European Champions Cup: Munster 19 – 31 Leicester


“Errors, mistakes are the necessary steps in the learning process; once they have served their purpose, they should be forgotten. If we consistently dwell upon the errors, then the error or failure becomes the goal.”

The words of the legendary NFL coach Vince Lombardi sound apt for the start of my blog piece this morning. Errors and mistakes are part of every day life, it is how one learns from these tribulations that defines the character of one inside. Hawkeye Sidekick reviews the game footage and the video analysis session on Monday will not be a happy place for anyone associated with Munster.

Mid-December, a time when workers are out on Christmas parties, a festive season feel descends over Limerick and it means that Munster are in the back to back European Cup action. This time against old foes Leicester Tigers. The team that burst the unbeaten European Cup home dominance, the team with Neil Back in its ranks to scoop that ball back from that fateful scrum in the Millenium Stadium on European final day in 2002. There should have being no motivation speeches required for current Munster management and players to get up for this fixture.

After an even first quarter to this contest, Leicester pounced for two tries before half-time. Munster errors pivotal in the lead-up to both tries. Leicester’s pack were immense throughout, their lineout was far superior to their hosts all night and after a clinical lineout call forced Munster’s pack to concede numerous yards from the resultant maul, Leicester then launched their back line and Goneva danced his way to the line although Ian Keatley’s role defensively will be highlighted by management and fans alike. Munster after a promising start were now rocked on their heels and the inexperience in the line-out was exposed when Mike Fitzgerald crashed over after an errand throw from Scannell. The lineout failed to fire at the level expected to win a tie of this magnitude and it is a responsibility that Ryan and Chisholm must also shoulder in video analysis.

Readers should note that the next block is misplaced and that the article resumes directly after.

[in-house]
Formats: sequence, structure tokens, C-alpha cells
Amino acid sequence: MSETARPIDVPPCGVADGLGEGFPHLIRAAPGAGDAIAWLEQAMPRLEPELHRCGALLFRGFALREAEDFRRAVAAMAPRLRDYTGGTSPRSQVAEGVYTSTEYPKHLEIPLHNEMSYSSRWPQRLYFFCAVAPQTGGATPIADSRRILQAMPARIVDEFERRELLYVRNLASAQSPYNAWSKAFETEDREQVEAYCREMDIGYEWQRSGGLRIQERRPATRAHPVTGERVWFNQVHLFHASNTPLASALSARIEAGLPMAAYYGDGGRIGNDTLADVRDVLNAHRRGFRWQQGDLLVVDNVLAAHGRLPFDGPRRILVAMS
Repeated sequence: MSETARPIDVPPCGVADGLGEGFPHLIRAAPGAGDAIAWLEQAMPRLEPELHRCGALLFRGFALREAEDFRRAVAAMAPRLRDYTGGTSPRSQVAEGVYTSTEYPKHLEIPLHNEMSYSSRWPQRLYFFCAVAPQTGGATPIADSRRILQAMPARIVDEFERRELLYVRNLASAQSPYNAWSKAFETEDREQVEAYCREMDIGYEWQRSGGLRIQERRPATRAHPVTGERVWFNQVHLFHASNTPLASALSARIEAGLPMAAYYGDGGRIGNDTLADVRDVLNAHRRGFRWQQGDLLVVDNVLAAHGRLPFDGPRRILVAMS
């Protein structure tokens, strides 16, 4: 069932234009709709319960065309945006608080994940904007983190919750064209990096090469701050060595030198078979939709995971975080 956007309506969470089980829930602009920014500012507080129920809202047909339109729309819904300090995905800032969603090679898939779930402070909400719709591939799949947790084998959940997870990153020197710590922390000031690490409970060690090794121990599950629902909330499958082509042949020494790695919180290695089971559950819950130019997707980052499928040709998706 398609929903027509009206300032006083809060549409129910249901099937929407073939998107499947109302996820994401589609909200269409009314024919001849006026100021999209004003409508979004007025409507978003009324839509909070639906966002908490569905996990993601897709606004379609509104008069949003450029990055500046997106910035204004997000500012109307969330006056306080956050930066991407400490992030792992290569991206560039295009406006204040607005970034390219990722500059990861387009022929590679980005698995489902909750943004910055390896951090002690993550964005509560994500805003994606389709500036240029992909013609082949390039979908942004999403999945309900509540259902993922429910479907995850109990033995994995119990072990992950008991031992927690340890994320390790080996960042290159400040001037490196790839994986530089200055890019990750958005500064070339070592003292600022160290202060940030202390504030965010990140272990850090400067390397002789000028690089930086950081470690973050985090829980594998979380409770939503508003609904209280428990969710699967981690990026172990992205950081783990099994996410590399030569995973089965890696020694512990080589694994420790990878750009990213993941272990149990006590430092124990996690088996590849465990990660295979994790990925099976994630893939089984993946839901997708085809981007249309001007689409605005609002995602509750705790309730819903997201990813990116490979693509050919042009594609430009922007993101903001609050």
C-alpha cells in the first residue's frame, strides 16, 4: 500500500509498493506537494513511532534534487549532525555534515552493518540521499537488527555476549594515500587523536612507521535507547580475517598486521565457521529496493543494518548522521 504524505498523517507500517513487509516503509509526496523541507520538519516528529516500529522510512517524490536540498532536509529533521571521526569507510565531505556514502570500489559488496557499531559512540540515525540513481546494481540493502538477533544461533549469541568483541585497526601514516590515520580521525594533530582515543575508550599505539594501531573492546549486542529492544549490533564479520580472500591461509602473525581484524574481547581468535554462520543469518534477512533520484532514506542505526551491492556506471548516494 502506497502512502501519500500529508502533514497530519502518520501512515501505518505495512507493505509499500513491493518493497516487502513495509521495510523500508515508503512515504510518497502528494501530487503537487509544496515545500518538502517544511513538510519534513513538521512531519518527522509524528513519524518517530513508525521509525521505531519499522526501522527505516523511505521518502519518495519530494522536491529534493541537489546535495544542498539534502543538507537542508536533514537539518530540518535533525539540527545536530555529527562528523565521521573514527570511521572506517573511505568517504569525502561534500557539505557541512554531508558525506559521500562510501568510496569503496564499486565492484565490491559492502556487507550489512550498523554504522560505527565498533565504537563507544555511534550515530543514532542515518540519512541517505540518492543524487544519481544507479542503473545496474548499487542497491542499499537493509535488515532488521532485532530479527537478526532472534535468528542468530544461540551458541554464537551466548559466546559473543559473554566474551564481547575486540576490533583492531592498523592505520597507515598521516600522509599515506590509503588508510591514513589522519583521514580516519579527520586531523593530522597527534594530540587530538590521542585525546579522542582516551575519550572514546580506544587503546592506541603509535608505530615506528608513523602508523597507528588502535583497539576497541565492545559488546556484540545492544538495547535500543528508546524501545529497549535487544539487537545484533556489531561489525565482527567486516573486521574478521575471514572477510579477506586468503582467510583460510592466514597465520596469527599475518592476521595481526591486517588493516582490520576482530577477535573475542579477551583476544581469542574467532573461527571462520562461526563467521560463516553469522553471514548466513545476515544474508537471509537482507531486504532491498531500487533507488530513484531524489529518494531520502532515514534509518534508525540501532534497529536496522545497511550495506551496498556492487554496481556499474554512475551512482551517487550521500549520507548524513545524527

Munster could have surrendered with a whimper so credit for the fightback in that second half. Cronin’s try immediately after the restart raising hopes of yet another memorable comeback to make 18-11. An Ian Keatley penalty which led to a yellow card for Ayerza further enforced those beliefs but cue more Munster lack of quality and focus which has plighted the season so far. Copeland was a key performer for Munster with ball in hand all night but his defensive work for Leicester’s third try was horrendous. It is what you get with Copeland, dynamic ball carrier who at times can lapse defensively and so it proved tonight. The score was more galling consider that the Tigers were down to fourteen players, a score which was the defining score of the game. Yes, Sherry got over for a second Munster try on sixty-six minutes but Munster’s were never realistically in a position to deliver a blow to shake Leicester to their core. Two late Leicester penalties gave the scoreline the gloss that Munster will argue did not deserve but it inflicted yet another blow for Munster post O’Connell era.